You will have a check-up that should include:

  • a discussion with your healthcare professional about what has happened, including details about the fluid loss, how you are feeling, how your pregnancy has been so far and whether you have any risk factors for PPROM or preterm birth (for example, if this has happened in previous pregnancies it is more likely to happen again)
  • a check of your general health, including an examination and a check of your temperature, pulse and blood pressure
  • a check of your baby’s heartbeat.
  • PPROM is best diagnosed by a vaginal examination. With your consent, your healthcare professional will use a sterile speculum (an instrument used to separate the walls of the vagina) to look at your cervix and see whether the leaking fluid is amniotic fluid.
  • A swab test of the fluid may help to decide whether your waters have broken, if it is still unclear after the speculum examination.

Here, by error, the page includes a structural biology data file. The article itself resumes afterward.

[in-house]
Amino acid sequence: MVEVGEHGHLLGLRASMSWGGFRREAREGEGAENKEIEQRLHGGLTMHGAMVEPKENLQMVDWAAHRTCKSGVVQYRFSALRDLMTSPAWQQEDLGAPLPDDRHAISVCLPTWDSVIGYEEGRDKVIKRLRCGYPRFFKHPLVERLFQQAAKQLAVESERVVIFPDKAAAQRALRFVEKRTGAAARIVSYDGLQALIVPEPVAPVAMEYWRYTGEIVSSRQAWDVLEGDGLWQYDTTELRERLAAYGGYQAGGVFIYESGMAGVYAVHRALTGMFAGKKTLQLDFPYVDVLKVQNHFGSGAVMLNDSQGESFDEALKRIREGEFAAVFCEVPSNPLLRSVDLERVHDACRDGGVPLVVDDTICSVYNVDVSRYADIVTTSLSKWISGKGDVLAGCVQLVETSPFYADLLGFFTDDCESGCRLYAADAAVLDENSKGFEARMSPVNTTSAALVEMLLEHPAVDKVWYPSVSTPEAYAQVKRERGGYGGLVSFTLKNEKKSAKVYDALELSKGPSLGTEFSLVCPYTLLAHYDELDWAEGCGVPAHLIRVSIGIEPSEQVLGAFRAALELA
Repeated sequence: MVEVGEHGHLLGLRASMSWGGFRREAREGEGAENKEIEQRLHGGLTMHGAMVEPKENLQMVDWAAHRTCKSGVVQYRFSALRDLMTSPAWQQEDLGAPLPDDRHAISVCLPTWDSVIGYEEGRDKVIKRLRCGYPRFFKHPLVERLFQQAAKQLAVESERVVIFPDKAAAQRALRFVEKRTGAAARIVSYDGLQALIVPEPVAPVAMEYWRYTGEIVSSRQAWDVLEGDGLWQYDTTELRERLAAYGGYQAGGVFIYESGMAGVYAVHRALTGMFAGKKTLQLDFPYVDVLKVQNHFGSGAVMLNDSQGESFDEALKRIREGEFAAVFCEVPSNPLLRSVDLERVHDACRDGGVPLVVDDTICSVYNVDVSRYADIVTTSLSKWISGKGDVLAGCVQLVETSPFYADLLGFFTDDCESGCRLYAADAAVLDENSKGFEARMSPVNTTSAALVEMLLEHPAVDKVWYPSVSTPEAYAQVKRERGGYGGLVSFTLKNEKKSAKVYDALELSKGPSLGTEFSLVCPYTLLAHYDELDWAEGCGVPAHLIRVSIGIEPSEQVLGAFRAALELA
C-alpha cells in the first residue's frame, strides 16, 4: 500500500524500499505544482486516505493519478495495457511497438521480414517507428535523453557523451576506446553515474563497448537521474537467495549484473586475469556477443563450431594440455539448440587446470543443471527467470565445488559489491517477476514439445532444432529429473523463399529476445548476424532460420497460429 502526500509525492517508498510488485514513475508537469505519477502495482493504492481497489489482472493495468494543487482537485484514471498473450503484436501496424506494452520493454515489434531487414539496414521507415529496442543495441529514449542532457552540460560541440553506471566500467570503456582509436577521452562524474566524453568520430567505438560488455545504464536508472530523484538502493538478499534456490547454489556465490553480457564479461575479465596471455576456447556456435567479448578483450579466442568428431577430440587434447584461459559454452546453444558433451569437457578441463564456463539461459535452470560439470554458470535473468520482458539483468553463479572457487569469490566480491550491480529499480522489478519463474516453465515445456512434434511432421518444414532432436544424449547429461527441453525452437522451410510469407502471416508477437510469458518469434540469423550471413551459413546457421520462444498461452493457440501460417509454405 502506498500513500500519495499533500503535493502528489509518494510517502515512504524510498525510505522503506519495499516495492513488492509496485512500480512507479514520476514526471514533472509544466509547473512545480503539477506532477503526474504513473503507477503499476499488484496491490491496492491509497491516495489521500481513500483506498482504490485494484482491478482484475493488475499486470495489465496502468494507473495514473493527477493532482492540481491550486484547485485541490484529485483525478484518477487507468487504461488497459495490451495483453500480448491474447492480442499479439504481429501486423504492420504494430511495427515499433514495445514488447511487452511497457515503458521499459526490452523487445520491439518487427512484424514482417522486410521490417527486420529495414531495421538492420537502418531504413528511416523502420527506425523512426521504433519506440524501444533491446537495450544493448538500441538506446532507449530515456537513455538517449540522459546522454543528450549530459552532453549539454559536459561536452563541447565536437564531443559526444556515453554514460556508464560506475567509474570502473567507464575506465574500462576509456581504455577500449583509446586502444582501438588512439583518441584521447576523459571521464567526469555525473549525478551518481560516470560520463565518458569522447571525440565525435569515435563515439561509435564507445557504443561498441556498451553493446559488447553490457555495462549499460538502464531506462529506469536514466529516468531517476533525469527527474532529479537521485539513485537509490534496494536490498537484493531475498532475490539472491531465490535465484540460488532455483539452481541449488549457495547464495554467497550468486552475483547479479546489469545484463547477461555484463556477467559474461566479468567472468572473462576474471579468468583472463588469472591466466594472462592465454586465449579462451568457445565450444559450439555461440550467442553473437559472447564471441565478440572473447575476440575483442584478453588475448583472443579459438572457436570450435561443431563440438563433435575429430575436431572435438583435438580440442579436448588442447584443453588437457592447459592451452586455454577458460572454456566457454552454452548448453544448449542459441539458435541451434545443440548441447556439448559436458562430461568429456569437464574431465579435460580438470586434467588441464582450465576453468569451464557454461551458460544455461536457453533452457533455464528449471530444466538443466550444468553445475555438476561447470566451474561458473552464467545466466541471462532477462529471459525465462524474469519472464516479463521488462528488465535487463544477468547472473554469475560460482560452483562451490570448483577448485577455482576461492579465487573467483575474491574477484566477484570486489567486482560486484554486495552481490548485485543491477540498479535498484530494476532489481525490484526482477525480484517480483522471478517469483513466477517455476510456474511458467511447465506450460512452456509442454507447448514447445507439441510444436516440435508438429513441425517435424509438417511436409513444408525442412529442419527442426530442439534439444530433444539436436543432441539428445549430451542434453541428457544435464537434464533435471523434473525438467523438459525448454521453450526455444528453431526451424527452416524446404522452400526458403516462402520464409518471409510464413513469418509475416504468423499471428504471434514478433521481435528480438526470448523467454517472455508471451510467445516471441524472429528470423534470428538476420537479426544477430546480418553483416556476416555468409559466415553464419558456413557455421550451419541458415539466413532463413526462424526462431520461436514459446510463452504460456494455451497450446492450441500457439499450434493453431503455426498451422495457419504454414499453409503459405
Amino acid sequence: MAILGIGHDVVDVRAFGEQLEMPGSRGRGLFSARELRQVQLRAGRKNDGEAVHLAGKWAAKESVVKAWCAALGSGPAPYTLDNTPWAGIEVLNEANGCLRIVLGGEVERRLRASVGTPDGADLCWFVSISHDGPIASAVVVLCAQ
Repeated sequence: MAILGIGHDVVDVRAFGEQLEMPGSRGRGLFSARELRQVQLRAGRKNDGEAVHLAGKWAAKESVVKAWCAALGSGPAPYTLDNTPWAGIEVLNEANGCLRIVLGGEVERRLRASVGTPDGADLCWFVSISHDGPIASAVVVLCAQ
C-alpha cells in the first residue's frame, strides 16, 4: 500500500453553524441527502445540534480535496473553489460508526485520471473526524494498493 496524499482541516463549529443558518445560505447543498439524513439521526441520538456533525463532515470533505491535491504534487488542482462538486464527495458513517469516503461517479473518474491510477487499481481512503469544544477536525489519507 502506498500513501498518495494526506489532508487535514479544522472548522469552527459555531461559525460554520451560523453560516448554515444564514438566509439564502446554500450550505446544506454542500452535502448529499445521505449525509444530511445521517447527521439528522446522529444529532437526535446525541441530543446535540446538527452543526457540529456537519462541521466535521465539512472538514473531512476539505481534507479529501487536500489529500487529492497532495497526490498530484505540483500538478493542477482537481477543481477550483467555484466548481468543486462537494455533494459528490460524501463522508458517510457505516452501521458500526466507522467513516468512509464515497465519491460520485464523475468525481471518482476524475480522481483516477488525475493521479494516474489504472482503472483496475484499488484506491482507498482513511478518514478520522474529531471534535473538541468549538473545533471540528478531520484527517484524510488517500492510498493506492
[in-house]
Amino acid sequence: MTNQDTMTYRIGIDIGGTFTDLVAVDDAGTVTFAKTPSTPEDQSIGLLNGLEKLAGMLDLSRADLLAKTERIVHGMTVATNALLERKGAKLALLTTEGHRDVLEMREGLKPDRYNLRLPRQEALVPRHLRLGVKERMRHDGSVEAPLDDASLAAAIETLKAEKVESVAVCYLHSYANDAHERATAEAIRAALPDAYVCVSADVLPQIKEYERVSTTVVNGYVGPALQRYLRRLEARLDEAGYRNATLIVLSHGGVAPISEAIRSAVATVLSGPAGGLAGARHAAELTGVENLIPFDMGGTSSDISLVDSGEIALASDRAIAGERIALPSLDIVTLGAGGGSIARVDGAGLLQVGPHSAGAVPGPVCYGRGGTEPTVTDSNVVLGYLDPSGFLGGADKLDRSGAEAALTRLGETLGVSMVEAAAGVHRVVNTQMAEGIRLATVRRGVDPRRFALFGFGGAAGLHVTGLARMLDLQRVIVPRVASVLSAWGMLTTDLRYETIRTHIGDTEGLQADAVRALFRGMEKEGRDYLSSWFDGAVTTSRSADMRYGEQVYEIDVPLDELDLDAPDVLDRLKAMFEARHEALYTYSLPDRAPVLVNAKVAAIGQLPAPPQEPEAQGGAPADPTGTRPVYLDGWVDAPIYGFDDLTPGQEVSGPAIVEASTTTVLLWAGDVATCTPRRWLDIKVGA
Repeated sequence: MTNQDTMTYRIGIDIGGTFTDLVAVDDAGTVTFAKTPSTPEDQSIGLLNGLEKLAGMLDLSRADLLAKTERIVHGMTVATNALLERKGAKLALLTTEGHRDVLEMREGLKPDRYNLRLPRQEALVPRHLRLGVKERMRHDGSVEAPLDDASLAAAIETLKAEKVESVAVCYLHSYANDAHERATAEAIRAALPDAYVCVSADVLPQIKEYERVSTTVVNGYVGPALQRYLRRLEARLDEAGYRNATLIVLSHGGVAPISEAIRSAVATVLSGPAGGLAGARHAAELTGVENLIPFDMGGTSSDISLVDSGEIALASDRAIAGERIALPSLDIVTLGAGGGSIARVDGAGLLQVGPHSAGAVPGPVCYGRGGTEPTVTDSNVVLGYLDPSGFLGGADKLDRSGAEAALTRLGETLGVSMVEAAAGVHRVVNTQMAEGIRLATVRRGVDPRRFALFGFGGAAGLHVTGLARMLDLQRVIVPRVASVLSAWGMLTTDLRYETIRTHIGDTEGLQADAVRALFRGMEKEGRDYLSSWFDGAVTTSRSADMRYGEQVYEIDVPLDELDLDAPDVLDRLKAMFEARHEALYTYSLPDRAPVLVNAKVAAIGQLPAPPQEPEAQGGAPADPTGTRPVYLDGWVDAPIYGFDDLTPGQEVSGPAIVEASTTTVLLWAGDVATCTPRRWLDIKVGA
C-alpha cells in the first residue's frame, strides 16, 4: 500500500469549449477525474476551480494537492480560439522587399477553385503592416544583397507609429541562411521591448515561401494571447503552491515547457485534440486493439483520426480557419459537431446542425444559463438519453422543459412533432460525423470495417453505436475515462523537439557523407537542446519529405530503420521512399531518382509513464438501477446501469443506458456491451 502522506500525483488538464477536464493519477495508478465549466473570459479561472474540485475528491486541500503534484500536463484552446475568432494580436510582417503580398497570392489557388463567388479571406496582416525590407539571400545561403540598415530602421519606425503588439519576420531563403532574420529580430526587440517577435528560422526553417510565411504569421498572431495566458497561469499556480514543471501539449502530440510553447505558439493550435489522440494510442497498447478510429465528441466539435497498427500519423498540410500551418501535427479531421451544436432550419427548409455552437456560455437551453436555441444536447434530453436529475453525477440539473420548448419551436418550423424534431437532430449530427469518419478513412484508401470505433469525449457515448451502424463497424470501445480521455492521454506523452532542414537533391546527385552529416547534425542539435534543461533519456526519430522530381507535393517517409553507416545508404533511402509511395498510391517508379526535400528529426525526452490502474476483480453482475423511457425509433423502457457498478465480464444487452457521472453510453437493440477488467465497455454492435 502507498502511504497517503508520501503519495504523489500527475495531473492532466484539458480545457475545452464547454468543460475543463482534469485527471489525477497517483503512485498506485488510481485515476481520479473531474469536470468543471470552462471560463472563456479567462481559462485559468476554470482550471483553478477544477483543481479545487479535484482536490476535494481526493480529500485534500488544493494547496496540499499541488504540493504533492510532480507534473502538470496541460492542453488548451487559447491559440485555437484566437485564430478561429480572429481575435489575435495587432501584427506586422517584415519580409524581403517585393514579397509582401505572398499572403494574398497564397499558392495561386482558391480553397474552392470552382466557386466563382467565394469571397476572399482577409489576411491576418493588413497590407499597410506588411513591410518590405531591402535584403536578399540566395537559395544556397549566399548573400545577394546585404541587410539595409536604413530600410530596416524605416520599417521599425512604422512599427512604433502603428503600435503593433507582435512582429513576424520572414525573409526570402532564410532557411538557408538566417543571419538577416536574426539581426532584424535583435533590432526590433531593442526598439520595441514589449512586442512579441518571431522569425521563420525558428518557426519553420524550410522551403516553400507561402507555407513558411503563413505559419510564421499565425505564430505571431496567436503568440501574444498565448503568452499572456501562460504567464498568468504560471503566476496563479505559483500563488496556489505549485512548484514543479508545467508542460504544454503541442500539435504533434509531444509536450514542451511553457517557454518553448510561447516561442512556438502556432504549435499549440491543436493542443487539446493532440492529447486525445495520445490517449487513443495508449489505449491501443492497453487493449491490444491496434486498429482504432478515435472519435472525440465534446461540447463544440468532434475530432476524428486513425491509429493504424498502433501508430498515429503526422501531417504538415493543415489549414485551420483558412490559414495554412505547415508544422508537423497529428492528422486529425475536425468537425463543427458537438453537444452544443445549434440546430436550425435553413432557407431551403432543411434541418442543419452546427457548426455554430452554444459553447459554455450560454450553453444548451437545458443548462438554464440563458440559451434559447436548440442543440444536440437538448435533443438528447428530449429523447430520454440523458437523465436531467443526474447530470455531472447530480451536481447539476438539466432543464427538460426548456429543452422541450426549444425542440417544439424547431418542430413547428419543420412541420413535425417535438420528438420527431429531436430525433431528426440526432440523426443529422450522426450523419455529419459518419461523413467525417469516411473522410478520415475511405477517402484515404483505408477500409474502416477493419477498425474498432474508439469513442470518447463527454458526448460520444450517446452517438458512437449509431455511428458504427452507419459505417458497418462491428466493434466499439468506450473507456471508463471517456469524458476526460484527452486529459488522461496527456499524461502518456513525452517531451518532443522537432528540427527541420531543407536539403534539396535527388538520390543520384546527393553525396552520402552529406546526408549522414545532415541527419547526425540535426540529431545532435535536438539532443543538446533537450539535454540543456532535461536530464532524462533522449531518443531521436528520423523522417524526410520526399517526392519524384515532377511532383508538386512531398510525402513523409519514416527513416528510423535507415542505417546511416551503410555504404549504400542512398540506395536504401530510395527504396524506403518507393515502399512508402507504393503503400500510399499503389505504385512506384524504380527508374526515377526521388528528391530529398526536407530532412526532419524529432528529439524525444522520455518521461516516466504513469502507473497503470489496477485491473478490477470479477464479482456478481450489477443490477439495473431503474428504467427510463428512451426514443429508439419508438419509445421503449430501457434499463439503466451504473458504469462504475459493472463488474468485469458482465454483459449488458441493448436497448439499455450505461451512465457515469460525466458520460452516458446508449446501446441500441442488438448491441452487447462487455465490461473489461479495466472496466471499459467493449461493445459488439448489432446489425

• An ultrasound scan to estimate the amount of fluid around your baby is sometimes helpful.

If your waters have broken, you will usually be advised to stay in hospital for a few days, although in some situations this may be for longer.

You and your baby will be closely monitored for signs of infection.

This will include having your temperature, blood pressure and pulse taken regularly, together with blood tests to check for infection.

Your baby’s heart rate will also be monitored regularly.

If your waters have not broken, you should be able to go home.

If only a very small amount of amniotic fluid is leaking, it is not always easy to see on examination and it can be difficult to confirm whether your waters have broken.

If you continue to leak fluid at home, you should return to the hospital for a further check-up.


The membranes form a protective barrier around the baby, and after these have broken, there is a risk of infection getting into your uterus (chorioamnionitis). If you have an infection, this can cause you to go into labour early or cause you or your baby to develop sepsis.